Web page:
Take the 2-minute tour ×
Stack Overflow is a question and answer site for professional and enthusiast programmers. It's 100% free, no registration required.

JavaScript in modern browsers includes the Array.forEach method that lets you write this:

[1,2,3].foreach(function(num){ alert(num); }); // alerts 1, then 2, then 3

For browsers that don't have Array.forEach on the Array prototype, MDC provides an implementation that does the same thing:

if (!Array.prototype.forEach) {
  Array.prototype.forEach = function(fun /*, thisp*/) {
    var len = this.length >>> 0;
    if (typeof fun != "function")
      throw new TypeError();

    var thisp = arguments[1];
    for (var i = 0; i < len; i++) {
      if (i in this)
        fun.call(thisp, this[i], i, this);
    }
  };
}

Why does this implementation use /* and */ in the function definition? I.e. why is it written function(fun /*, thisp*/) instead of function(fun, thisp)?

share|improve this question

2 Answers 2

up vote 4 down vote accepted

Because it's a comment.

function(fun /*, thisp*/) is the same as function(fun). There is no second argument in the function header.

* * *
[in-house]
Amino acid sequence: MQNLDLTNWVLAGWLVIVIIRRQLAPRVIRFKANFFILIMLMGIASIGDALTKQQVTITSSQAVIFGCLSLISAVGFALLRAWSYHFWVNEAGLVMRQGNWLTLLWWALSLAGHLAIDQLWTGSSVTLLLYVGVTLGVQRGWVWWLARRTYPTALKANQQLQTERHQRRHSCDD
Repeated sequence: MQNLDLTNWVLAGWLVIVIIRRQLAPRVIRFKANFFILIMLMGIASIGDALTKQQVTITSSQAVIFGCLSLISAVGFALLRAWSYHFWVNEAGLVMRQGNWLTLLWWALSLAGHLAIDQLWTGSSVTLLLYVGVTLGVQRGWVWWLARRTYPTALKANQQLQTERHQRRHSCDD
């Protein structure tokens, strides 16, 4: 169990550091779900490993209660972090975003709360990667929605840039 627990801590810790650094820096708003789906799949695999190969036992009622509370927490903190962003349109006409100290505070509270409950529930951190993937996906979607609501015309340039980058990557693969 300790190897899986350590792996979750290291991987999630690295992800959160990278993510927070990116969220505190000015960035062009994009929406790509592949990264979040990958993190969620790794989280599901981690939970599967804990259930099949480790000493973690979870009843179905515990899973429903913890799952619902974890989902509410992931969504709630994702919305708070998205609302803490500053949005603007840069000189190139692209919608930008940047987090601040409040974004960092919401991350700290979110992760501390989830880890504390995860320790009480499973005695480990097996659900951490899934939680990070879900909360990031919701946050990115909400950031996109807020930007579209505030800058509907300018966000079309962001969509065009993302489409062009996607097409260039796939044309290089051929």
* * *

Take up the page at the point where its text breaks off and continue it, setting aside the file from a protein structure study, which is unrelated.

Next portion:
In the middle of the function you see the variable thisp being declared, and assigned the value of the second argument. The comment in the function definition is just there to point out that you can call the function with two arguments, although the two arguments are not defined in the function header.

share|improve this answer
1  
My only question is why do they do it this way. Simply uncommenting thisp in the function header would have the exact same effect as var thisp = arguments[1]; and it would save a line of code. What am I missing? –  MooGoo Aug 10 '10 at 17:37
1  
@MooGoo: Yes, the usage doesn't seem motivated in this case. It can be used to suggest that an argument is optional, but there is no code here to handle that; if you don't supply the argument, the value will be undefined. Perhaps that is the intended behaviour, but there is nothing in the code that suggests that. –  Guffa Aug 10 '10 at 17:57

Well you are taking it too much cautiously and syntactically. Its just a comment.

When they say,

function(fun /*, thisp*/) {
   // body
}

they are actually indicating an option, that you can uncomment it, and send thisp as an argument, instead of declaring it in function body.

share|improve this answer

Your Answer

 
discard

By posting your answer, you agree to the privacy policy and terms of service.

Not the answer you're looking for? Browse other questions tagged or ask your own question.